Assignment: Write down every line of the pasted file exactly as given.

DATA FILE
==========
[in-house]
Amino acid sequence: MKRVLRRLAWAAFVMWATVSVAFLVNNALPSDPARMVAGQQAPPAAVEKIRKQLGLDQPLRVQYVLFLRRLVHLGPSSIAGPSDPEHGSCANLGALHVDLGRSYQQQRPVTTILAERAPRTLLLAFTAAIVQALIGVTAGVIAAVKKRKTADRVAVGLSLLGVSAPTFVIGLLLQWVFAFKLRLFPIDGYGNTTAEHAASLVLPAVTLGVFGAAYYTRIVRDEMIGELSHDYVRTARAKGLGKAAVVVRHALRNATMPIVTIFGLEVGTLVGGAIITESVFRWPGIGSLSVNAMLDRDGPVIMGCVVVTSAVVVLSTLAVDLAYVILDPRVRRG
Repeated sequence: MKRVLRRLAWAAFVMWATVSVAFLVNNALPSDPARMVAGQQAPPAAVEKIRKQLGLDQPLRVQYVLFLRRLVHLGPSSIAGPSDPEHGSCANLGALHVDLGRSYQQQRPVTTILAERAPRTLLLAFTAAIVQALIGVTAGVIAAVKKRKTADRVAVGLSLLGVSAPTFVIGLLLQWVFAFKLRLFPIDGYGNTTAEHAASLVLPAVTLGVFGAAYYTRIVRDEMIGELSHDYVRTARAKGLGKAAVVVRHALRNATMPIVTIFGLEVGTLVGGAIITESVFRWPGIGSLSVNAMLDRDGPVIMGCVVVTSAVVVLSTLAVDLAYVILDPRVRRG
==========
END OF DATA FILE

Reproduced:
[in-house]
Amino acid sequence: MKRVLRRLAWAAFVMWATVSVAFLVNNALPSDPARMVAGQQAPPAAVEKIRKQLGLDQPLRVQYVLFLRRLVHLGPSSIAGPSDPEHGSCANLGALHVDLGRSYQQQRPVTTILAERAPRTLLLAFTAAIVQALIGVTAGVIAAVKKRKTADRVAVGLSLLGVSAPTFVIGLLLQWVFAFKLRLFPIDGYGNTTAEHAASLVLPAVTLGVFGAAYYTRIVRDEMIGELSHDYVRTARAKGLGKAAVVVRHALRNATMPIVTIFGLEVGTLVGGAIITESVFRWPGIGSLSVNAMLDRDGPVIMGCVVVTSAVVVLSTLAVDLAYVILDPRVRRG
Repeated sequence: MKRVLRRLAWAAFVMWATVSVAFLVNNALPSDPARMVAGQQAPPAAVEKIRKQLGLDQPLRVQYVLFLRRLVHLGPSSIAGPSDPEHGSCANLGALHVDLGRSYQQQRPVTTILAERAPRTLLLAFTAAIVQALIGVTAGVIAAVKKRKTADRVAVGLSLLGVSAPTFVIGLLLQWVFAFKLRLFPIDGYGNTTAEHAASLVLPAVTLGVFGAAYYTRIVRDEMIGELSHDYVRTARAKGLGKAAVVVRHALRNATMPIVTIFGLEVGTLVGGAIITESVFRWPGIGSLSVNAMLDRDGPVIMGCVVVTSAVVVLSTLAVDLAYVILDPRVRRG